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Mike Mozart via Flickr // CC BY 2.0

Mike Mozart via Flickr // CC BY 2.0

10 Handy Uses for Dryer Sheets

Mike Mozart via Flickr // CC BY 2.0

Mike Mozart via Flickr // CC BY 2.0

Dryer sheets aren't just for laundry. The thin, anti-static sheets have a host of other uses outside the laundry basket. Here are 10 other ways you can use them. 

1. MAKE YOUR DIRTY LAUNDRY SMELL CLEAN.

Don’t save your dryer sheets for the clean laundry pile. They can also keep piles of dirty laundry from stinking up the room. Throw in a sheet as an odor absorber to tide you over until laundry day. When traveling, toss one in your suitcase, too. 

2. TAKE THE STATIC OUT OF YOUR HAIR. 

Dryer sheets help tamp down static in your laundry—and your hair. Just wipe one through your silky strands and static disappears. If you don’t want your hair to smell like fresh laundry, you can spring for a slightly-more-expensive variety that’s actually designed for head use.

3. EMPTY THE LINT TRAP. 

Lint trapped in clothes dryers causes thousands of fires every year. After you take your laundry out, give your lint trap a swipe using the used dryer sheet to catch all the trapped debris. 

4. CLEAN COMPUTER SCREENS.

Dryer sheets provide a soft surface to wipe away dust from glasses and computer screens—and if you’ve got a desktop PC, a dryer sheet taped over the ventilation slats can keep dust out without blocking the air movement. 

5. WIPE AWAY SOAP SCUM AND MINERAL DEPOSITS. 

Dampen the dryer sheet and use it to wipe off scummy surfaces in the bathroom and kitchen like shower doors or chrome fixtures.

6. CLEAN PAINT BRUSHES. 

Soak dirty paintbrushes in warm water that has a dryer sheet floating in it to make latex-based paint easier to slough off. 

7. DEODORIZE YOUR SMELLY SHOES. 

Just like dryer sheets absorb the nasty odors of dirty laundry, they can soak up your rancid foot smell. Stick half of one in each shoe before you go to bed, and enjoy fresher shoes in the morning.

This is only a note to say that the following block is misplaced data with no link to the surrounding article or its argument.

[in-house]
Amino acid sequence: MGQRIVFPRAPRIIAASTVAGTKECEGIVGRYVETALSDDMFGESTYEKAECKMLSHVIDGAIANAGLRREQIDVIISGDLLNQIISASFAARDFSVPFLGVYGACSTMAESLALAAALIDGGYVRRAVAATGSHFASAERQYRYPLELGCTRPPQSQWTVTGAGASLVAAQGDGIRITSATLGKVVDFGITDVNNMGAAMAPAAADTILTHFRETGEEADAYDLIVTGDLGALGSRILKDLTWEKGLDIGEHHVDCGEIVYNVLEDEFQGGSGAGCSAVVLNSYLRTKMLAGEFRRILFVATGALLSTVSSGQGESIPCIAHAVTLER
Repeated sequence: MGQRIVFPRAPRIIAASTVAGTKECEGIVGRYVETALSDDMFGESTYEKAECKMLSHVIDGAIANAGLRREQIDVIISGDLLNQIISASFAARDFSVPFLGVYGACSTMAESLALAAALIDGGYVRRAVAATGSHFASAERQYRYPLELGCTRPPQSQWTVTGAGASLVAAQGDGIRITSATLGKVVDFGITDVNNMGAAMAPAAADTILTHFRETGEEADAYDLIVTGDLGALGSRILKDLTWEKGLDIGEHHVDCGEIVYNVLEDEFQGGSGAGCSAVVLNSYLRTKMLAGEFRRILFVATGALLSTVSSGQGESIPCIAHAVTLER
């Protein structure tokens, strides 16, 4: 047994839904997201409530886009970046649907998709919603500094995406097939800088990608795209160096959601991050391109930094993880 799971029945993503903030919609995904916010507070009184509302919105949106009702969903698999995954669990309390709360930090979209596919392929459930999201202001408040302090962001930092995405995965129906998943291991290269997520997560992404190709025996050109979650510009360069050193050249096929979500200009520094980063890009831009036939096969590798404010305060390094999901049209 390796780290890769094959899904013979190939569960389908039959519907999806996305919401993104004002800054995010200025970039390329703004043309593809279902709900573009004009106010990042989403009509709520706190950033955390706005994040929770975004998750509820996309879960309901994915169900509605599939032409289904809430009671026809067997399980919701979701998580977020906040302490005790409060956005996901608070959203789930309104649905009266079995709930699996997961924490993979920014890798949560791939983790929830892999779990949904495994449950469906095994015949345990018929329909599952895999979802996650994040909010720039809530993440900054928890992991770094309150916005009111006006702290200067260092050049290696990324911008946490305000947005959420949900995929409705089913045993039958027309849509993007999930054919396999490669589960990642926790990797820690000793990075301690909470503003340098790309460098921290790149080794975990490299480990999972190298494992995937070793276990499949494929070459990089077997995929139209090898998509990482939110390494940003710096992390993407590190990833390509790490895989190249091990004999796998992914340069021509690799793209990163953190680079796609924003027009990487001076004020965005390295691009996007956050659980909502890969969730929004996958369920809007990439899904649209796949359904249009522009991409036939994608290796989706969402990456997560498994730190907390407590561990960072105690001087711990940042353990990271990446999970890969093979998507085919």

8. DETANGLE THREAD.  

Before you start sewing, stick the threaded needle through a dryer sheet. This keeps the static down, preventing the thread from sticking to itself and becoming a tangled mess. 

9. FRESHEN MUSTY USED BOOKS.

If the smell of dank libraries doesn’t please you, you can insert fresh dryer sheets into the pages of a musty used book. You can even perfume your whole bookshelf with this method

10. REMOVE PET HAIR. 

Wipe pet hair up off the couch or floor using a dryer sheet as your cloth. Rub it over the fabric to de-fur your furniture. 

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History
A Very Brief History of Chamber Pots

Some of the oldest chamber pots found by archeologists have been discovered in ancient Greece, but portable toilets have come a long way since then. Whether referred to as "the Jordan" (possibly a reference to the river), "Oliver's Skull" (maybe a nod to Oliver Cromwell's perambulating cranium), or "the Looking Glass" (because doctors would examine urine for diagnosis), they were an essential fact of life in houses and on the road for centuries. In this video from the Wellcome Collection, Visitor Experience Assistant Rob Bidder discusses two 19th century chamber pots in the museum while offering a brief survey of the use of chamber pots in Britain (including why they were particularly useful in wartime).

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Joe Scarnici/Getty Images for Tradesy
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Move Over, Golden Toilet: Now There’s a $100K Louis Vuitton Potty
Joe Scarnici/Getty Images for Tradesy
Joe Scarnici/Getty Images for Tradesy

In 2016, the Guggenheim Museum installed a one-of-a-kind, fully functional toilet made of solid gold, created by the Italian artist Maurizio Cattelan just for the museum. Now, there’s another insanely luxurious art-toilet to look out for—and this one you can take home.

Made by artist Illma Gore for the luxury resale platform Tradesy, the Loo-Uis Vuitton Toilet is covered in $15,000 worth of monogram leather ripped from Louis Vuitton bags. Everything but the inside of the bowl—which is gold—is covered in that instantly recognizable brown designer leather. It's one way to show your brand loyalty, for sure.

The toilet is fully functional, meaning, yes, you can poop in it—although that would require you (at some point) to clean the leather undersides of the seat, which sounds … gross. But then again, the leather is brown, so do what you will.

A toilet art piece stands under a pink neon sign that reads ‘No Fake Shit.’
Joe Scarnici/Getty Images for Tradesy

Does sitting on it feel like using those squishy-soft toilet seats your grandma has? Please let us know, because we don’t have the $100,000 it would take to buy it for ourselves. Note that while the site sells used goods, the description makes sure to specify that this one is new.

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